Data Analytics

Data is the "new" gold. As companies vie to aggregate large amounts of user data for business enterprises or create analytic platforms for the information that runs through their own companies, the legal complexity grows. With significant, precedent-setting legal victories for businesses that own or collect data and app developers whose models rely on gathering massive troves of data, Farella's Data Analytics Industry Team is poised to provide experienced counsel in a variety of legal specialties. We have successfully defended company rights in this evolving, cutting-edge area of law.

Breaking Ground

Farella's data analytics team is acutely aware of the continual three-way tug of war between the data owner (the individual user), the company that obtains information from the user, and the businesses that get data from the second party source. This complex dynamic is governed by intellectual property law and anti-hacking regimes such as the Computer Fraud and Abuse Act, 18 U.S.C. § 1030, and state law corollaries like the California Computer Data Access and Fraud Act. It is becoming even more challenging with the advent of privacy regimes such as the EU General Data Protection Regulation (GDPR) and California Consumer Privacy Act (CCPA). We stay up-to-date on developments in these realms so we can provide best in class advice to our clients who are at the cutting edge of data analytics.

With a wealth of experience in these areas, we often find ourselves facing first-of-a-kind questions and cases. But our immersion in the subject matter and law means we can get to the core issues quickly and focus on the most efficient resolutions.

We serve as legal counsel for a multitude of enterprises—from large Fortune 500 corporations to smaller start-ups and everything in between that create or use tools to parse electronic data and inform decision making, strategy, and more.

Our clients are involved in all aspects of data analytics for disciplines that range from human resources and recruiting to fintech, medical research, genetics, healthcare, consumer product, transportation, and hospitality.

Serious Challenges

We address a full range of laws at the nexus of data collection, privacy, and anti-competitive behavior. We have deep experience in current state and federal laws, including the potent statutory frameworks of the Computer Fraud and Abuse Act; the Digital Millennium Copyright Act; and the California Penal Code § 502(c). With data as the new gold, analytics companies are increasingly facing questions of competition law so we can add value for our clients by employing our deep experience in the federal Sherman Act and California Cartwright Act frameworks as well as common law causes of action, such as intentional interference with business relationships and prospective economic events.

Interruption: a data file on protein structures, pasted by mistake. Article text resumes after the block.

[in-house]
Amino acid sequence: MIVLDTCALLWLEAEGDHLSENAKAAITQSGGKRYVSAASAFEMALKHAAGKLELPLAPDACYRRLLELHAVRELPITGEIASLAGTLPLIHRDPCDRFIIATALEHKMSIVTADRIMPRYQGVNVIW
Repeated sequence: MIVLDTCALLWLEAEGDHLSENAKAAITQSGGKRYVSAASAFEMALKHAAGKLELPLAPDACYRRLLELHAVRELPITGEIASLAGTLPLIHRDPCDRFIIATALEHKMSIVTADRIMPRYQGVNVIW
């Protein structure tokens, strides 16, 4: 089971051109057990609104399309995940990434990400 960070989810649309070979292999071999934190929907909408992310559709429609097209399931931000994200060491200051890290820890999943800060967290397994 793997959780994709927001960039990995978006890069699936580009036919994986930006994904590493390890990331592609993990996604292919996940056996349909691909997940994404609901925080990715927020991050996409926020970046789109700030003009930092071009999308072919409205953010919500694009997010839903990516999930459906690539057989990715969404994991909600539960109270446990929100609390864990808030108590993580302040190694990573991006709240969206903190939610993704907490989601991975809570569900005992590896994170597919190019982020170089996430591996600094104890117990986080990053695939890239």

Insurance coverage in cyber and data privacy risks is rapidly developing and changing in response to new risks, laws, and market demands. Our insurance recovery lawyers apply in-depth knowledge of these trends in drafting and negotiating cutting-edge insurance policies to cover cyber and data privacy risks. They also engage in claims advocacy work to ensure that cyber, technology errors & omissions liability, media liability, and general liability policies provide the coverage needed by some of the largest technology companies in the world to smaller cloud-service providers and cybersecurity firms. 

As employers grabble with new privacy laws, Farella’s employment lawyers work with companies to develop best practices for generating, preserving and, when required, producing personnel data in compliance with local, state, and federal laws governing personnel privacy and safe-keeping.

We understand how to make established laws work for data analytics businesses and how also to operate in the interstices where law is often unsettled, such as in the case of hiQ vs. LinkedIn.

hiQ vs. LinkedIn

In a precedent-setting lawsuit, Farella represented hiQ Labs, a venture capital-backed app developer, in securing a preliminary injunction that prevented LinkedIn from terminating its access to LinkedIn members' public profile information. hiQ raised sufficient questions as to whether LinkedIn could utilize the Computer Fraud and Abuse Act—the anti-hacking statute from the eighties—to restrict hiQ's access to member profiles that the profile owner had expressly designated for public posting on the Internet.

Further, we raised important questions as to whether LinkedIn's motives in terminating hiQ were anti-competitive. If the social networking site was developing a similar application, this could constitute an intentional interference with hiQ's economic relationships, thus giving legal voice to concerns about data monopolization.

In light of these questions and the irreparable harm that LinkedIn's actions would cause hiQ, the court ordered LinkedIn to allow hiQ to continue accessing member public profiles on the LinkedIn platform.

Looking Ahead

Data analytics and its esoteric counterpart “data science” are no longer fringe disciplines. Enterprise relies on data to increase knowledge, improve products, and provide better services. Analytics are used to help marketers in the transportation and hospitality sectors; to assist finance companies in credit-related analysis; to compile customer review data and address reputational issues; and to fine-tune processes and procedures in medicine, education, hiring, and more.

Whether your company is using analytic platforms for the data that runs through your business or is creating platforms for the benefit of many clients, our Data Analytics Industry Group can provide a fully informed team and effective representation.